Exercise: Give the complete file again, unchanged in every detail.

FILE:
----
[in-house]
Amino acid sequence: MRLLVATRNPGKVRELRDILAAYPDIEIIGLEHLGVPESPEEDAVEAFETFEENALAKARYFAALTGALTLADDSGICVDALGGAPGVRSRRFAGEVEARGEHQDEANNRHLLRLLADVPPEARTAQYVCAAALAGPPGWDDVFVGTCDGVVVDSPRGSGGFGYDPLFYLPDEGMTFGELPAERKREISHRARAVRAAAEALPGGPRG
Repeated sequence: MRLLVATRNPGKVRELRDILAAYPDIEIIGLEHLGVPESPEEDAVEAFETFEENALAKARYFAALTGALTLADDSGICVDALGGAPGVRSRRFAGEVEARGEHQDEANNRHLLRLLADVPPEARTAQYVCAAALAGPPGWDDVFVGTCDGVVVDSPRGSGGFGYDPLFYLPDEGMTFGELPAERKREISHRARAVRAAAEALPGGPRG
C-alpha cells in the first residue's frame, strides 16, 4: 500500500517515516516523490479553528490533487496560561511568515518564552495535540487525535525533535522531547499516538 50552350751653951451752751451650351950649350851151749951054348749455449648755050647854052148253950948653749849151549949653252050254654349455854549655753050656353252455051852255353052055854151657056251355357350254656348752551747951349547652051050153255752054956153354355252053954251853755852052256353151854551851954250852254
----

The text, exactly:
[in-house]
Amino acid sequence: MRLLVATRNPGKVRELRDILAAYPDIEIIGLEHLGVPESPEEDAVEAFETFEENALAKARYFAALTGALTLADDSGICVDALGGAPGVRSRRFAGEVEARGEHQDEANNRHLLRLLADVPPEARTAQYVCAAALAGPPGWDDVFVGTCDGVVVDSPRGSGGFGYDPLFYLPDEGMTFGELPAERKREISHRARAVRAAAEALPGGPRG
Repeated sequence: MRLLVATRNPGKVRELRDILAAYPDIEIIGLEHLGVPESPEEDAVEAFETFEENALAKARYFAALTGALTLADDSGICVDALGGAPGVRSRRFAGEVEARGEHQDEANNRHLLRLLADVPPEARTAQYVCAAALAGPPGWDDVFVGTCDGVVVDSPRGSGGFGYDPLFYLPDEGMTFGELPAERKREISHRARAVRAAAEALPGGPRG
C-alpha cells in the first residue's frame, strides 16, 4: 500500500517515516516523490479553528490533487496560561511568515518564552495535540487525535525533535522531547499516538 50552350751653951451752751451650351950649350851151749951054348749455449648755050647854052148253950948653749849151549949653252050254654349455854549655753050656353252455051852255353052055854151657056251355357350254656348752551747951349547652051050153255752054956153354355252053954251853755852052256353151854551851954250852254